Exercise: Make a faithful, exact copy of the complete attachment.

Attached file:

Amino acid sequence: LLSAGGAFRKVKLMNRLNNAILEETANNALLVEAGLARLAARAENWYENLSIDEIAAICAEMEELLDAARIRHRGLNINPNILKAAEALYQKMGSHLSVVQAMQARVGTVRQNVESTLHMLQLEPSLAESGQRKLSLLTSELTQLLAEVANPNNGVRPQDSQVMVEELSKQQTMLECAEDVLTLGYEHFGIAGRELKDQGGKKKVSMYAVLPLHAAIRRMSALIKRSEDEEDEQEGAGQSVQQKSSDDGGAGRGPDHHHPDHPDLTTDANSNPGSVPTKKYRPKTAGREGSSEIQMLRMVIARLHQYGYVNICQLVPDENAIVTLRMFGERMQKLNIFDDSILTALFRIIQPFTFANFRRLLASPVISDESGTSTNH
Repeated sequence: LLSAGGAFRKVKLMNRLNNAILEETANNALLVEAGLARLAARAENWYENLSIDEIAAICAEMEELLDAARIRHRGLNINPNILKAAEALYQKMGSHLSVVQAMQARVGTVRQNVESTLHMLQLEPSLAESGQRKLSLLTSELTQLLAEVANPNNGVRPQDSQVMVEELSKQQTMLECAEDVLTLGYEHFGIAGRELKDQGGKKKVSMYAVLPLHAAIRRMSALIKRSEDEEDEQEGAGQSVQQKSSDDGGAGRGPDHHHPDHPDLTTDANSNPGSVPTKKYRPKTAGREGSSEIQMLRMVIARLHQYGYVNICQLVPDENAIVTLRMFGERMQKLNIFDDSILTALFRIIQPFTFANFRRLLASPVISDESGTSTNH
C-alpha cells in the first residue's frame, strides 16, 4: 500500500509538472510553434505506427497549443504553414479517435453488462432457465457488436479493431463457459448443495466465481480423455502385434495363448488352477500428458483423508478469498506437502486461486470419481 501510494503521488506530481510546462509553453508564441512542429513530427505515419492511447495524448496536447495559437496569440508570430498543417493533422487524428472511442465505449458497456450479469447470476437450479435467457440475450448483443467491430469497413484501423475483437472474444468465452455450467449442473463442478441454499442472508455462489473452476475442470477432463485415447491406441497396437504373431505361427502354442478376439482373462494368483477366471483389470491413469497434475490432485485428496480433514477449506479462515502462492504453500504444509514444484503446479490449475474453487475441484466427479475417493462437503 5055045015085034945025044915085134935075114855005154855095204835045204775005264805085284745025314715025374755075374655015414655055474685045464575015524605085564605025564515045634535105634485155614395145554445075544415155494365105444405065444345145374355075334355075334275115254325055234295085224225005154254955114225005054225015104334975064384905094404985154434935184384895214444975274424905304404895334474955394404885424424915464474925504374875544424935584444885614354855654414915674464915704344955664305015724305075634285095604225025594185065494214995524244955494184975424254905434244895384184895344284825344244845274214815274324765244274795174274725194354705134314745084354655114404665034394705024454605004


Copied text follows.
Amino acid sequence: LLSAGGAFRKVKLMNRLNNAILEETANNALLVEAGLARLAARAENWYENLSIDEIAAICAEMEELLDAARIRHRGLNINPNILKAAEALYQKMGSHLSVVQAMQARVGTVRQNVESTLHMLQLEPSLAESGQRKLSLLTSELTQLLAEVANPNNGVRPQDSQVMVEELSKQQTMLECAEDVLTLGYEHFGIAGRELKDQGGKKKVSMYAVLPLHAAIRRMSALIKRSEDEEDEQEGAGQSVQQKSSDDGGAGRGPDHHHPDHPDLTTDANSNPGSVPTKKYRPKTAGREGSSEIQMLRMVIARLHQYGYVNICQLVPDENAIVTLRMFGERMQKLNIFDDSILTALFRIIQPFTFANFRRLLASPVISDESGTSTNH
Repeated sequence: LLSAGGAFRKVKLMNRLNNAILEETANNALLVEAGLARLAARAENWYENLSIDEIAAICAEMEELLDAARIRHRGLNINPNILKAAEALYQKMGSHLSVVQAMQARVGTVRQNVESTLHMLQLEPSLAESGQRKLSLLTSELTQLLAEVANPNNGVRPQDSQVMVEELSKQQTMLECAEDVLTLGYEHFGIAGRELKDQGGKKKVSMYAVLPLHAAIRRMSALIKRSEDEEDEQEGAGQSVQQKSSDDGGAGRGPDHHHPDHPDLTTDANSNPGSVPTKKYRPKTAGREGSSEIQMLRMVIARLHQYGYVNICQLVPDENAIVTLRMFGERMQKLNIFDDSILTALFRIIQPFTFANFRRLLASPVISDESGTSTNH
C-alpha cells in the first residue's frame, strides 16, 4: 500500500509538472510553434505506427497549443504553414479517435453488462432457465457488436479493431463457459448443495466465481480423455502385434495363448488352477500428458483423508478469498506437502486461486470419481 501510494503521488506530481510546462509553453508564441512542429513530427505515419492511447495524448496536447495559437496569440508570430498543417493533422487524428472511442465505449458497456450479469447470476437450479435467457440475450448483443467491430469497413484501423475483437472474444468465452455450467449442473463442478441454499442472508455462489473452476475442470477432463485415447491406441497396437504373431505361427502354442478376439482373462494368483477366471483389470491413469497434475490432485485428496480433514477449506479462515502462492504453500504444509514444484503446479490449475474453487475441484466427479475417493462437503 5055045015085034945025044915085134935075114855005154855095204835045204775005264805085284745025314715025374755075374655015414655055474685045464575015524605085564605025564515045634535105634485155614395145554445075544415155494365105444405065444345145374355075334355075334275115254325055234295085224225005154254955114225005054225015104334975064384905094404985154434935184384895214444975274424905304404895334474955394404885424424915464474925504374875544424935584444885614354855654414915674464915704344955664305015724305075634285095604225025594185065494214995524244955494184975424254905434244895384184895344284825344244845274214815274324765244274795174274725194354705134314745084354655114404665034394705024454605004